Physicians place epidural catheters for postoperative pain management because patients undergoing certain types of surgery (e.g., thoracic) recover more quickly they ambulate sooner and have shorter hospital stays when postoperative pain is controlled by continuous infusion of pain medication. Read this expert medical coding and billing article to know more.
Sometimes a physician – and this is especially true in your cervical injections, maybe your thoracic but primarily, you will see this in a cervical. Occasionally, you will see providers use the catheter method for the lumbar when they want to get the most exact placement of the medication.
A physician will actually take a small catheter and thread it through a needle and when they do this in a cervical area it's for two reasons. One is that space up in the cervical epidural is very narrow and there are structures, certain vertebral arteries that one doesn’t care to interfere with when they are sticking needles up there.
So they’ll maybe use a catheter which is kind of a smoother way of doing the injection. And maybe it's just to try to get a better needle placement or the medicine in the most advantageous area. They’ll put the catheter in through the needle, inject and pull that catheter out immediately. The catheter does not remain in place.
The code 62318 is the medical coding option to report when that catheter is left in place. And that is of course most frequently done in the post-opt pain. Anesthesiologist frequently placed a catheter for continuous medication or to flow or for bolus injection. But that does not mean when you do a single injection that this code is billed just because the word “catheter” is in it.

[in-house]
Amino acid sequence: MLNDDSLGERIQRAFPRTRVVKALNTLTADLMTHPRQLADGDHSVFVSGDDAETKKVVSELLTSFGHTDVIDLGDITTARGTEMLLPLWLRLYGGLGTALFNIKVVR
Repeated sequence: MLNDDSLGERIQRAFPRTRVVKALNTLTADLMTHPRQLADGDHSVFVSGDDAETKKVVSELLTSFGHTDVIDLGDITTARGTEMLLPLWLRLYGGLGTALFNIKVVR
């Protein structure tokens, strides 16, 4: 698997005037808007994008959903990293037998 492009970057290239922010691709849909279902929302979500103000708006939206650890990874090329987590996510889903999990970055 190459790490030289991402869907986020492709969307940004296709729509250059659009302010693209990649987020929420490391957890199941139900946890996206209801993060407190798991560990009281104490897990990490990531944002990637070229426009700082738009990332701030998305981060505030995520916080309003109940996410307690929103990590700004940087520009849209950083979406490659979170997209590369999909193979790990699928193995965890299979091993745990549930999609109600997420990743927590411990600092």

Again, there has been some controversy and there are number of physicians that still contest this train of thought. To date, we have no information from the AMA that it is appropriate to use 62318 or 62319 when an injection is made, one single injection catheter immediately removed and the patient sent home.
There are number of occasions, some procedures where patients are going home with the catheter in place. Of course, if that is the case, then the provider would report 62318 if they placed the catheter and left it in place.
You might see that on pump trials. There's also infusion catheter, it's called ICE. And it's for a continuous infusion over two or three days. And then the patient is supposed to get better release. The question is how to code the placement of that catheter. And that would be medical coding option 62318 because it would be placed for continuous infusion over a period of time.